He looks like the Harvey who's rookie season electrified the Mets' fanbase.
The only way Harvey could have accomplished this was to quell the night life, beer and carbs, and eat, sleep and breathe conditioning for baseball. He is lean and he is strong and his language, thus far, indicates baseball, baseball and baseball.
We will never know what his lack of dedication to conditioning contributed to the injuries or to the recovery period but we do recognize now:
Whereas some pitchers throw even harder after TJ Surgery, Harvey's fastball is down and it is hittable.
If he stays the course and strength returns, his mature rebound could produce magic for baseball. He did not cope well with early success but has paid a deep chastising price for it and appears to be poised for success with the only question being:
It is difficult for any young person to handle early success, so Harvey gets no condemnation from me. As a parent and grandparent, the language of his parents bothered me more so. Had they jettisoned Boras back to the swamp from which he emerged, and stood firm with the then young Harvey, imploring him for 8 hours of sleep and postponing the nightlife, would things have been different?
We'll never know for sure but we know that the body that dedicates itself wholly to recovery has the best chances for success.
Let's hope Harvey's dedication to excellence, on and off the field, has not come too little nor too late.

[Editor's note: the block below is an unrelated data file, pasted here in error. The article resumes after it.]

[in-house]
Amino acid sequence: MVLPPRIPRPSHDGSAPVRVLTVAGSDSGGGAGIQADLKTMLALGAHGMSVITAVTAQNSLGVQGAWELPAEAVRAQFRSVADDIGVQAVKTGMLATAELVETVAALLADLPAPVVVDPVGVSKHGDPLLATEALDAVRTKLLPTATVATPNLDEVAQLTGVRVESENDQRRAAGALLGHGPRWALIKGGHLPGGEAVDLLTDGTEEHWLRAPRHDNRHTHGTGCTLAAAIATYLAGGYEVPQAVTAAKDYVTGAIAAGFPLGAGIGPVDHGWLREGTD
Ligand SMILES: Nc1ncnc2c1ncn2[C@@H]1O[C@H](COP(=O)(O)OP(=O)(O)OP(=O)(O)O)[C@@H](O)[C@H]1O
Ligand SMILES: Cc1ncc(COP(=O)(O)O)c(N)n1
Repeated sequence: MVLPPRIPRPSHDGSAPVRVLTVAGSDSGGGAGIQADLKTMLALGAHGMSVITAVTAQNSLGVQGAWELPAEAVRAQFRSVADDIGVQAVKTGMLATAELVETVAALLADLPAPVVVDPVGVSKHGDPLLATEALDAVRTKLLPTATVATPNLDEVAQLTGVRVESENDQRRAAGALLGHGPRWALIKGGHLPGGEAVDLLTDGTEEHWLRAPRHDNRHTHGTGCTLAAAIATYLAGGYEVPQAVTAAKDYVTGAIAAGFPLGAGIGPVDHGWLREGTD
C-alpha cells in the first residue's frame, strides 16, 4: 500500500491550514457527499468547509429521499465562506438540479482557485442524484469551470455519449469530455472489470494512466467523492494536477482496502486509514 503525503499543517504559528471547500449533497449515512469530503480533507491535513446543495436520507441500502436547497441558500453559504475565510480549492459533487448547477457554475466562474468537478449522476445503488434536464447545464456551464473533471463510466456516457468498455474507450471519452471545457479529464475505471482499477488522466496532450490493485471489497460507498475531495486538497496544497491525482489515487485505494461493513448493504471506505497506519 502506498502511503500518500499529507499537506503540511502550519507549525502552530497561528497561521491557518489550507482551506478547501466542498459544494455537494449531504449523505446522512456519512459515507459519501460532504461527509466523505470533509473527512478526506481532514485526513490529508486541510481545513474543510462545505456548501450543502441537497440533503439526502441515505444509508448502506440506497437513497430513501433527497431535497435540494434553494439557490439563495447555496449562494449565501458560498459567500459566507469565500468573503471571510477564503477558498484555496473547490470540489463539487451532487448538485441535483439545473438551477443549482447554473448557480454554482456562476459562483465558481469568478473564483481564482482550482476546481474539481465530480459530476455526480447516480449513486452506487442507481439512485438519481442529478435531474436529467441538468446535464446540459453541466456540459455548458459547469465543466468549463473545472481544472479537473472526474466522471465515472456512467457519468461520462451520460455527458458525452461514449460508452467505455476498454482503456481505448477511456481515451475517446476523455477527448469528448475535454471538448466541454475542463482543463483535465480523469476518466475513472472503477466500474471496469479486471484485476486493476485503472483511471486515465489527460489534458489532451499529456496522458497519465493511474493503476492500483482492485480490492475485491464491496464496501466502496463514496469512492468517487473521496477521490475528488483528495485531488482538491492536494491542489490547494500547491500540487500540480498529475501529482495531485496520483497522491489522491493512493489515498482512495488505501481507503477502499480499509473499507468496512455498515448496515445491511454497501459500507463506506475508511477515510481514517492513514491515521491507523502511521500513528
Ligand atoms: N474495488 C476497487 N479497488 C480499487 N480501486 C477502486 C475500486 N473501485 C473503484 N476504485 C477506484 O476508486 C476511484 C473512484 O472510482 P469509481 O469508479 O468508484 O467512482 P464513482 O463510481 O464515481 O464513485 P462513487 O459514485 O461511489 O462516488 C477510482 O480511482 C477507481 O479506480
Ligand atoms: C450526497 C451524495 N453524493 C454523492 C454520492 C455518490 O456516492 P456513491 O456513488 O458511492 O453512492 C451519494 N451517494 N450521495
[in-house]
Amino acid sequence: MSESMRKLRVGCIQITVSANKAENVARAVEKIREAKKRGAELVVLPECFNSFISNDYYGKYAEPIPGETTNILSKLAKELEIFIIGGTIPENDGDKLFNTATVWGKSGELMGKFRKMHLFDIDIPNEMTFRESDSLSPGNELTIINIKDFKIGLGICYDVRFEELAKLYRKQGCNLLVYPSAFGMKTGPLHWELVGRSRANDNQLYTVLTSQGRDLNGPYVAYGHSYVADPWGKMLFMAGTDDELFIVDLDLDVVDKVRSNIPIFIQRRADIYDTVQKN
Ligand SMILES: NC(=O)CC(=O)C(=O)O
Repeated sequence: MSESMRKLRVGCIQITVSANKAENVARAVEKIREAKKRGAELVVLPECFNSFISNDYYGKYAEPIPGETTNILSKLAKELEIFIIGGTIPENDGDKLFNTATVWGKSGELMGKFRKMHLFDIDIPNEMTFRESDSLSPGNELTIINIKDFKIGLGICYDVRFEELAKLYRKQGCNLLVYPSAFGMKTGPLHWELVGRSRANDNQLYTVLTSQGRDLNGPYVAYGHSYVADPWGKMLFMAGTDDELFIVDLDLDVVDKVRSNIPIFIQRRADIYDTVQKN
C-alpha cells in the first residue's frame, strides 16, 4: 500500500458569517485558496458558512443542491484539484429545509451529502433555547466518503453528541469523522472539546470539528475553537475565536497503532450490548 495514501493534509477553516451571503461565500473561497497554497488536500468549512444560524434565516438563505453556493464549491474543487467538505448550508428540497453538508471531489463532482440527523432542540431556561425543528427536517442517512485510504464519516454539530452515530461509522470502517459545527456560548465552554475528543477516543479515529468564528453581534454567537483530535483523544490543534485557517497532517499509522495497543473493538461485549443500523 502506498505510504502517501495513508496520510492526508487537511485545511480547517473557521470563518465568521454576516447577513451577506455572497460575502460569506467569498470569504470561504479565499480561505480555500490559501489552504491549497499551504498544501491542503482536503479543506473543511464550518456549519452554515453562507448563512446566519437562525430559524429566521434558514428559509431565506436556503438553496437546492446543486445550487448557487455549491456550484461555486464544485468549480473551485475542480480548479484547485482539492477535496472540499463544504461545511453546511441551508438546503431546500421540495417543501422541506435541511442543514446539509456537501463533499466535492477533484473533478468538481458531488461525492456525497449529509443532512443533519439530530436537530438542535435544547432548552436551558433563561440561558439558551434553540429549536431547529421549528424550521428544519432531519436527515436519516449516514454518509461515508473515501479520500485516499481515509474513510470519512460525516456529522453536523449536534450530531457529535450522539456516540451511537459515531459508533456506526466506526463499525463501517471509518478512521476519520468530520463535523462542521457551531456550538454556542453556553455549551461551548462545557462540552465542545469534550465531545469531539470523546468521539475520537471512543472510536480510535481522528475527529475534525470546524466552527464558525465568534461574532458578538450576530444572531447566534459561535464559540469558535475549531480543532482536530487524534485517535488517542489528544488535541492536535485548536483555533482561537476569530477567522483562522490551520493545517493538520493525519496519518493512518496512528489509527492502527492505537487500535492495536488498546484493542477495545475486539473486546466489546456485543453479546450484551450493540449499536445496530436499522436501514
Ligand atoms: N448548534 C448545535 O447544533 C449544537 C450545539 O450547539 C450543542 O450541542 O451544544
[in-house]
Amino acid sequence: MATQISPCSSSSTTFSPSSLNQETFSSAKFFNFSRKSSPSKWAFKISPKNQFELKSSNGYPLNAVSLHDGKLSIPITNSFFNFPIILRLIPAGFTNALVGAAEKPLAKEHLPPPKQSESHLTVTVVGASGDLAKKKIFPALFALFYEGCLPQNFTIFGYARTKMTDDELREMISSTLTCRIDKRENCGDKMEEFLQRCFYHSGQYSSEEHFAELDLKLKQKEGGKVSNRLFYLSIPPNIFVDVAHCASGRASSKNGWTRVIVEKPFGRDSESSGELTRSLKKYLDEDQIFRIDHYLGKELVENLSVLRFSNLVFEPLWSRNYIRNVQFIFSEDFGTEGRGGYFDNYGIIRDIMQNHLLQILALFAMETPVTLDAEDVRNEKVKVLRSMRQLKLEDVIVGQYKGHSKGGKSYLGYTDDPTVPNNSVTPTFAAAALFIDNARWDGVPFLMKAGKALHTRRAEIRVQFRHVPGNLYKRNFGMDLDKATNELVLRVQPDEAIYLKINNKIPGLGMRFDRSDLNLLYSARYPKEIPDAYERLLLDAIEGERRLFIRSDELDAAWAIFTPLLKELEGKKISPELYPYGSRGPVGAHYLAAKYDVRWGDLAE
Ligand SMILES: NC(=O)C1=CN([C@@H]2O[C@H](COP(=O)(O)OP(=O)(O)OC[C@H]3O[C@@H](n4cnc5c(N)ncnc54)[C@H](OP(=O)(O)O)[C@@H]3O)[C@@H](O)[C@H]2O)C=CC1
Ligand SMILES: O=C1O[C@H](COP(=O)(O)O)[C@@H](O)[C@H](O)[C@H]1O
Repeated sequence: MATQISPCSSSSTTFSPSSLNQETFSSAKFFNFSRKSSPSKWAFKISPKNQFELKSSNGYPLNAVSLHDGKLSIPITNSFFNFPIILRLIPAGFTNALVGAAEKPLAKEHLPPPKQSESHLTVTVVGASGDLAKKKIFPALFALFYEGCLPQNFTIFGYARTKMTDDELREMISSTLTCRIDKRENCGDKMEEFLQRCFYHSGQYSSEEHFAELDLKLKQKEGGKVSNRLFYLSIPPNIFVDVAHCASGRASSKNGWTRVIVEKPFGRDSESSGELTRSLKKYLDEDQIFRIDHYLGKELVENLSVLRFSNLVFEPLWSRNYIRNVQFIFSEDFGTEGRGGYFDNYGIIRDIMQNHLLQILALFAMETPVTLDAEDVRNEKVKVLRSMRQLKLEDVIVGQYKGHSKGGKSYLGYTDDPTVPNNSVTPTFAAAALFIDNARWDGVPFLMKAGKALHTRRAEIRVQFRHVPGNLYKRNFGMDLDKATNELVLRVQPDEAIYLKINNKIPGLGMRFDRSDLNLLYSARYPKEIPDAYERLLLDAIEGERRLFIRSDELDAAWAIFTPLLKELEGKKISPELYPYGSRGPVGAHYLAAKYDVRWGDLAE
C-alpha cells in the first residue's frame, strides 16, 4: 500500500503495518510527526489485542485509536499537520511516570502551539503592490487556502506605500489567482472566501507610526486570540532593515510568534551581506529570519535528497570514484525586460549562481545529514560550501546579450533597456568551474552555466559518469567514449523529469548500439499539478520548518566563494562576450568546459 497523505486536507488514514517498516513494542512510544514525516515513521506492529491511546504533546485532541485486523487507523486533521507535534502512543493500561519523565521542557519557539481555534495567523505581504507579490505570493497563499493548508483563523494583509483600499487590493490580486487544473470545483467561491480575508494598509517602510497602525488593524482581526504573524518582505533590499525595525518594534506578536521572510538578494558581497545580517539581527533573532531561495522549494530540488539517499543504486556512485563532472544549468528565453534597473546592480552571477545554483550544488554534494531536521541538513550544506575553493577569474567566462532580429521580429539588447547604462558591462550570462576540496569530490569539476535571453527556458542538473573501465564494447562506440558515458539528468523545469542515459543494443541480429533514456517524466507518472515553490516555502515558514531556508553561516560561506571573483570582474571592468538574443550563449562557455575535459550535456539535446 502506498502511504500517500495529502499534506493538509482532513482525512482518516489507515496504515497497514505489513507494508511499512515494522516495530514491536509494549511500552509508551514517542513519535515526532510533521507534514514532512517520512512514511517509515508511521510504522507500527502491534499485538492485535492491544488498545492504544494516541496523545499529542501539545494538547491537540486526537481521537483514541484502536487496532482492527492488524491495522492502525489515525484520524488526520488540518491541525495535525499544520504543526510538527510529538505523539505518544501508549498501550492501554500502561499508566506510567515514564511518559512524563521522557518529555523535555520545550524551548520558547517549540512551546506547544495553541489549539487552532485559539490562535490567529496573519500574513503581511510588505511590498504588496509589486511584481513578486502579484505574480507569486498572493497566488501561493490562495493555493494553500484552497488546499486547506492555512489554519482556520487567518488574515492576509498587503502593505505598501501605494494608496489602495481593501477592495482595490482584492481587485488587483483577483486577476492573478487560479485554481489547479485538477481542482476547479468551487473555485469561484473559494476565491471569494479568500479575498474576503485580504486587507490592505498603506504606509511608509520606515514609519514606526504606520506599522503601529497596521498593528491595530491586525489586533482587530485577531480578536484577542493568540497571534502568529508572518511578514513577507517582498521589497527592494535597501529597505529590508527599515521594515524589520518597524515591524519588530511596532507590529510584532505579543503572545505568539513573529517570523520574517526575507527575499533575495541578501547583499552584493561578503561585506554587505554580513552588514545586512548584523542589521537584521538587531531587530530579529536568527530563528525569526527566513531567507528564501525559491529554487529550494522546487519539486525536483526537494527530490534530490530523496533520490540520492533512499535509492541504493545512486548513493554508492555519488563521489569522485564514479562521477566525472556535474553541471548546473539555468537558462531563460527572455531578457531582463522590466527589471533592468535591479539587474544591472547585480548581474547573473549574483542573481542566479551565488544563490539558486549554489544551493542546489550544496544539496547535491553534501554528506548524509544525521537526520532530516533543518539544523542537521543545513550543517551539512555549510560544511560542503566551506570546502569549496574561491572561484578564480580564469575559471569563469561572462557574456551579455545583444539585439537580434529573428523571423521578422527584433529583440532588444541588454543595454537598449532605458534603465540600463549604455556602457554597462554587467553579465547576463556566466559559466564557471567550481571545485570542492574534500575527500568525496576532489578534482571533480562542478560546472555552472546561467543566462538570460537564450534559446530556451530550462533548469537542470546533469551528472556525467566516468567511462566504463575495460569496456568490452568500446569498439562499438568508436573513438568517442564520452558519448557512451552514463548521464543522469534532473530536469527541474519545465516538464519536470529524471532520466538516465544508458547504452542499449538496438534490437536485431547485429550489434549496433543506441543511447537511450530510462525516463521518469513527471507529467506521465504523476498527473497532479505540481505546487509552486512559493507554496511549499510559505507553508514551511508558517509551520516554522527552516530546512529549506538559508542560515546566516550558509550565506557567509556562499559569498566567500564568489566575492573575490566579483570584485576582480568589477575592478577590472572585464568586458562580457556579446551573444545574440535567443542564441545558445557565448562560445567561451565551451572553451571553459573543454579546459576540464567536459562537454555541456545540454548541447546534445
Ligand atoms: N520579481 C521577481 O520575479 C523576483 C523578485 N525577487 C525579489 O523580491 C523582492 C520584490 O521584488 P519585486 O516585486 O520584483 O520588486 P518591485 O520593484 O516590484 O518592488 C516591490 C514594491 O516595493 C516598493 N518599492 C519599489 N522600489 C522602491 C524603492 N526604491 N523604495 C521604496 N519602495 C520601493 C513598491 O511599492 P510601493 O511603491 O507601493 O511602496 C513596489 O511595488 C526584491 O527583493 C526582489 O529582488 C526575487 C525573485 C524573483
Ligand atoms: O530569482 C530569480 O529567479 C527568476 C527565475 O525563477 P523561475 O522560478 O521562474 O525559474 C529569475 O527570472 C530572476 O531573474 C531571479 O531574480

Should he recover, to any degree, some of the magic, the Mets must consider trading him.
The bitter waters between them are all too much. During the playoff controversy, the suggestion of trading him, for example, to Colorado, was a subtle signal of humiliation. Boras knows the Mets will never pay Harvey what Boras has promised Team Harvey in the past and the Mets know that Boras will blame them for each and every failure, set back or issue that arises.
Boras is poison and with even modest success, Harvey should be offered...perhaps for a 3rd basemen.
update: March 16, 2017, NY Post took photos of Harvey mugging for the camera with a 36 year old model, following another rough spring training game. The Post described him as "boozy" with photos showing an abundance of alcohol on the table, as he put on a show for the camera.
With the build up of lactic acid (the "burn") from strenuous muscle exertion, the alcohol hinders recovery.
If Harvey does not excel, and he and Boras blame the Mets, consider what Harvey's words (and actions) reveal about what is most important to him. Rather than eat, sleep and breathe baseball, for a short window of life, he wants to be "The Dark Knight."
He may end up being "The Dark Fizzle" with all the potential in the world that amounted to very little.
Fully expect that that if he does not regain success, the Mets will be blamed for the innings after Tommy John surgery, and not the party life style that meant so much to Harvey.
The Mets should consider strongly that with a few good games, a trade will bring value.
He is not going to sign as a free agent with us. He will want the Yankees or the Dodger, but not the Mets.
Imagine a third base prospect with power...or something of value. It's better than watching him walk.
As he watches the Boras video presentations and dreams of endless wealth and paparazzi like attention, he'll sabotage his own physical health.